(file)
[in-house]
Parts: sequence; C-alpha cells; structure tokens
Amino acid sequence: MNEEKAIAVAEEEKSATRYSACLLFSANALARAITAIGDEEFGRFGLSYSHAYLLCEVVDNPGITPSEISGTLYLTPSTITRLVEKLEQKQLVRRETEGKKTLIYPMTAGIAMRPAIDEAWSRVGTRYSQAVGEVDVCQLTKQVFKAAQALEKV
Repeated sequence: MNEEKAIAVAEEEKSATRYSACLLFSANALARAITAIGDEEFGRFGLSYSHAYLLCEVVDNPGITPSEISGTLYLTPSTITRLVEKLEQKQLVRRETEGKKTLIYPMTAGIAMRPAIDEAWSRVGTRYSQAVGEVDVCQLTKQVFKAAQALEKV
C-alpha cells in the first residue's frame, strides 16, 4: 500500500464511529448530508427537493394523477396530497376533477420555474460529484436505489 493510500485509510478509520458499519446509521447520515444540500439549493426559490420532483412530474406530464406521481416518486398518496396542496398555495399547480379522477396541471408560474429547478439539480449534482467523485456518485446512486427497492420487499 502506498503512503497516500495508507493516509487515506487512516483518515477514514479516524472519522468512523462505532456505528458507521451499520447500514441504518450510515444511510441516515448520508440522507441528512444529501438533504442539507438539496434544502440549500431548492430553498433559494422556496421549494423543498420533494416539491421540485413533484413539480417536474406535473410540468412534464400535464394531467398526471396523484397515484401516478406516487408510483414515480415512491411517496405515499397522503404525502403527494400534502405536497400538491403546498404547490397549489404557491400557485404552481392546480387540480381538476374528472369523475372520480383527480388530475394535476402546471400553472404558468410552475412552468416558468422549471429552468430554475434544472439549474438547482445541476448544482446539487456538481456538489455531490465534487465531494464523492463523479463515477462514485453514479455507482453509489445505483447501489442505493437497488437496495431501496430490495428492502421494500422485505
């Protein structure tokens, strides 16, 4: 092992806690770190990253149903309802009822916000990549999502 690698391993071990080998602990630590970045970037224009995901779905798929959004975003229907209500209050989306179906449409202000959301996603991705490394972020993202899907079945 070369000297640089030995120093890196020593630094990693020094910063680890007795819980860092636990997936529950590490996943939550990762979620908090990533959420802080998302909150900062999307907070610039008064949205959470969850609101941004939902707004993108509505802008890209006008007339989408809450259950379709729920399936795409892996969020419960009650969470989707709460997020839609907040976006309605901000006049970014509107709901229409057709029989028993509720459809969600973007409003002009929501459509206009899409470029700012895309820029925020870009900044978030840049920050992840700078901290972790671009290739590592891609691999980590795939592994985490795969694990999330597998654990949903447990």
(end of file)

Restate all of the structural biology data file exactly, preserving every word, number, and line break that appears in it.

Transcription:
[in-house]
Parts: sequence; C-alpha cells; structure tokens
Amino acid sequence: MNEEKAIAVAEEEKSATRYSACLLFSANALARAITAIGDEEFGRFGLSYSHAYLLCEVVDNPGITPSEISGTLYLTPSTITRLVEKLEQKQLVRRETEGKKTLIYPMTAGIAMRPAIDEAWSRVGTRYSQAVGEVDVCQLTKQVFKAAQALEKV
Repeated sequence: MNEEKAIAVAEEEKSATRYSACLLFSANALARAITAIGDEEFGRFGLSYSHAYLLCEVVDNPGITPSEISGTLYLTPSTITRLVEKLEQKQLVRRETEGKKTLIYPMTAGIAMRPAIDEAWSRVGTRYSQAVGEVDVCQLTKQVFKAAQALEKV
C-alpha cells in the first residue's frame, strides 16, 4: 500500500464511529448530508427537493394523477396530497376533477420555474460529484436505489 493510500485509510478509520458499519446509521447520515444540500439549493426559490420532483412530474406530464406521481416518486398518496396542496398555495399547480379522477396541471408560474429547478439539480449534482467523485456518485446512486427497492420487499 502506498503512503497516500495508507493516509487515506487512516483518515477514514479516524472519522468512523462505532456505528458507521451499520447500514441504518450510515444511510441516515448520508440522507441528512444529501438533504442539507438539496434544502440549500431548492430553498433559494422556496421549494423543498420533494416539491421540485413533484413539480417536474406535473410540468412534464400535464394531467398526471396523484397515484401516478406516487408510483414515480415512491411517496405515499397522503404525502403527494400534502405536497400538491403546498404547490397549489404557491400557485404552481392546480387540480381538476374528472369523475372520480383527480388530475394535476402546471400553472404558468410552475412552468416558468422549471429552468430554475434544472439549474438547482445541476448544482446539487456538481456538489455531490465534487465531494464523492463523479463515477462514485453514479455507482453509489445505483447501489442505493437497488437496495431501496430490495428492502421494500422485505
């Protein structure tokens, strides 16, 4: 092992806690770190990253149903309802009822916000990549999502 690698391993071990080998602990630590970045970037224009995901779905798929959004975003229907209500209050989306179906449409202000959301996603991705490394972020993202899907079945 070369000297640089030995120093890196020593630094990693020094910063680890007795819980860092636990997936529950590490996943939550990762979620908090990533959420802080998302909150900062999307907070610039008064949205959470969850609101941004939902707004993108509505802008890209006008007339989408809450259950379709729920399936795409892996969020419960009650969470989707709460997020839609907040976006309605901000006049970014509107709901229409057709029989028993509720459809969600973007409003002009929501459509206009899409470029700012895309820029925020870009900044978030840049920050992840700078901290972790671009290739590592891609691999980590795939592994985490795969694990999330597998654990949903447990």